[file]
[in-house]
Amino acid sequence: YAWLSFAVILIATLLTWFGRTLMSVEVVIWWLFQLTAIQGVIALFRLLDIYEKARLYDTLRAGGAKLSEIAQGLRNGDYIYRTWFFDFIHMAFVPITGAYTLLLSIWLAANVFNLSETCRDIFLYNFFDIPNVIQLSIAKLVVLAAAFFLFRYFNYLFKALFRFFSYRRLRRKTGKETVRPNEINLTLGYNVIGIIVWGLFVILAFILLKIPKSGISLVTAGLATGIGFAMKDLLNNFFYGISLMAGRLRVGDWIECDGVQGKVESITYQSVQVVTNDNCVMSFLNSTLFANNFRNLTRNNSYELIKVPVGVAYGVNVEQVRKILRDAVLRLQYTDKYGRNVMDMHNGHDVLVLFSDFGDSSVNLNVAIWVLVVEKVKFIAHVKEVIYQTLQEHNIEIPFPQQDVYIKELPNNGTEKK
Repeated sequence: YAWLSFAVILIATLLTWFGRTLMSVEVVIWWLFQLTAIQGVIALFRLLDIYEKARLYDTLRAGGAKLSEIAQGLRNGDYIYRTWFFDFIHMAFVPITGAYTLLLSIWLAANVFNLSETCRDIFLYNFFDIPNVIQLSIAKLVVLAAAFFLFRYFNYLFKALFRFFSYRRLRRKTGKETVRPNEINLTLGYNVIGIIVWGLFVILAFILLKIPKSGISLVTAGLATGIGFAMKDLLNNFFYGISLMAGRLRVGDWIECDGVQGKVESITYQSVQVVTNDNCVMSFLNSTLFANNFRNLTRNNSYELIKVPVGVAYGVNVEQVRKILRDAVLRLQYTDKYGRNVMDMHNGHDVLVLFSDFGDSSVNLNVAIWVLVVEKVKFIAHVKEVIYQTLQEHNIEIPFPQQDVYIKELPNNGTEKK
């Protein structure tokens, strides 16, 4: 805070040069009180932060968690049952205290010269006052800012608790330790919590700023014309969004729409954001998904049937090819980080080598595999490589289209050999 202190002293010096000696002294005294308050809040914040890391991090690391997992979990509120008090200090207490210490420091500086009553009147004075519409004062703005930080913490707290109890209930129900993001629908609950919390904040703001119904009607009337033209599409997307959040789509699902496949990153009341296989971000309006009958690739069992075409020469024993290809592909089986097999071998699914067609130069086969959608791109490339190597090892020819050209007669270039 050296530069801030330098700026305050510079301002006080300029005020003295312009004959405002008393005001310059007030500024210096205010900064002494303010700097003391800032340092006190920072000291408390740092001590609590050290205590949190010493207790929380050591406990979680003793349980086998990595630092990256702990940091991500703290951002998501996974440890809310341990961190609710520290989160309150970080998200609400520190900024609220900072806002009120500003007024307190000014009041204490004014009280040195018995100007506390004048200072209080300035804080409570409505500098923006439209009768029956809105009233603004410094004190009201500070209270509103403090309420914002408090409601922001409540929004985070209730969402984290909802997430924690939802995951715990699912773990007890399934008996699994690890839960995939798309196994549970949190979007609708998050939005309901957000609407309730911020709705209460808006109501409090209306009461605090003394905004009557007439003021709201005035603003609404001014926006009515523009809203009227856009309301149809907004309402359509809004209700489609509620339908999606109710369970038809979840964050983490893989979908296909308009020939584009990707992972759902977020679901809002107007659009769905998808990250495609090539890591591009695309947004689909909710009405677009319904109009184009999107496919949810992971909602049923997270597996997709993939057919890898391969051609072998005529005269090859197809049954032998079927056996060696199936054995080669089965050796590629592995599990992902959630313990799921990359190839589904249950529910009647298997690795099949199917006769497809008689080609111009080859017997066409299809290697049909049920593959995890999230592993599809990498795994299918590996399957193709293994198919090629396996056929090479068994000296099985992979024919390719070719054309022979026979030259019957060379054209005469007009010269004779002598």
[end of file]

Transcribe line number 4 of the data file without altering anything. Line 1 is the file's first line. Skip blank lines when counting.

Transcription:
């Protein structure tokens, strides 16, 4: 805070040069009180932060968690049952205290010269006052800012608790330790919590700023014309969004729409954001998904049937090819980080080598595999490589289209050999 202190002293010096000696002294005294308050809040914040890391991090690391997992979990509120008090200090207490210490420091500086009553009147004075519409004062703005930080913490707290109890209930129900993001629908609950919390904040703001119904009607009337033209599409997307959040789509699902496949990153009341296989971000309006009958690739069992075409020469024993290809592909089986097999071998699914067609130069086969959608791109490339190597090892020819050209007669270039 050296530069801030330098700026305050510079301002006080300029005020003295312009004959405002008393005001310059007030500024210096205010900064002494303010700097003391800032340092006190920072000291408390740092001590609590050290205590949190010493207790929380050591406990979680003793349980086998990595630092990256702990940091991500703290951002998501996974440890809310341990961190609710520290989160309150970080998200609400520190900024609220900072806002009120500003007024307190000014009041204490004014009280040195018995100007506390004048200072209080300035804080409570409505500098923006439209009768029956809105009233603004410094004190009201500070209270509103403090309420914002408090409601922001409540929004985070209730969402984290909802997430924690939802995951715990699912773990007890399934008996699994690890839960995939798309196994549970949190979007609708998050939005309901957000609407309730911020709705209460808006109501409090209306009461605090003394905004009557007439003021709201005035603003609404001014926006009515523009809203009227856009309301149809907004309402359509809004209700489609509620339908999606109710369970038809979840964050983490893989979908296909308009020939584009990707992972759902977020679901809002107007659009769905998808990250495609090539890591591009695309947004689909909710009405677009319904109009184009999107496919949810992971909602049923997270597996997709993939057919890898391969051609072998005529005269090859197809049954032998079927056996060696199936054995080669089965050796590629592995599990992902959630313990799921990359190839589904249950529910009647298997690795099949199917006769497809008689080609111009080859017997066409299809290697049909049920593959995890999230592993599809990498795994299918590996399957193709293994198919090629396996056929090479068994000296099985992979024919390719070719054309022979026979030259019957060379054209005469007009010269004779002598």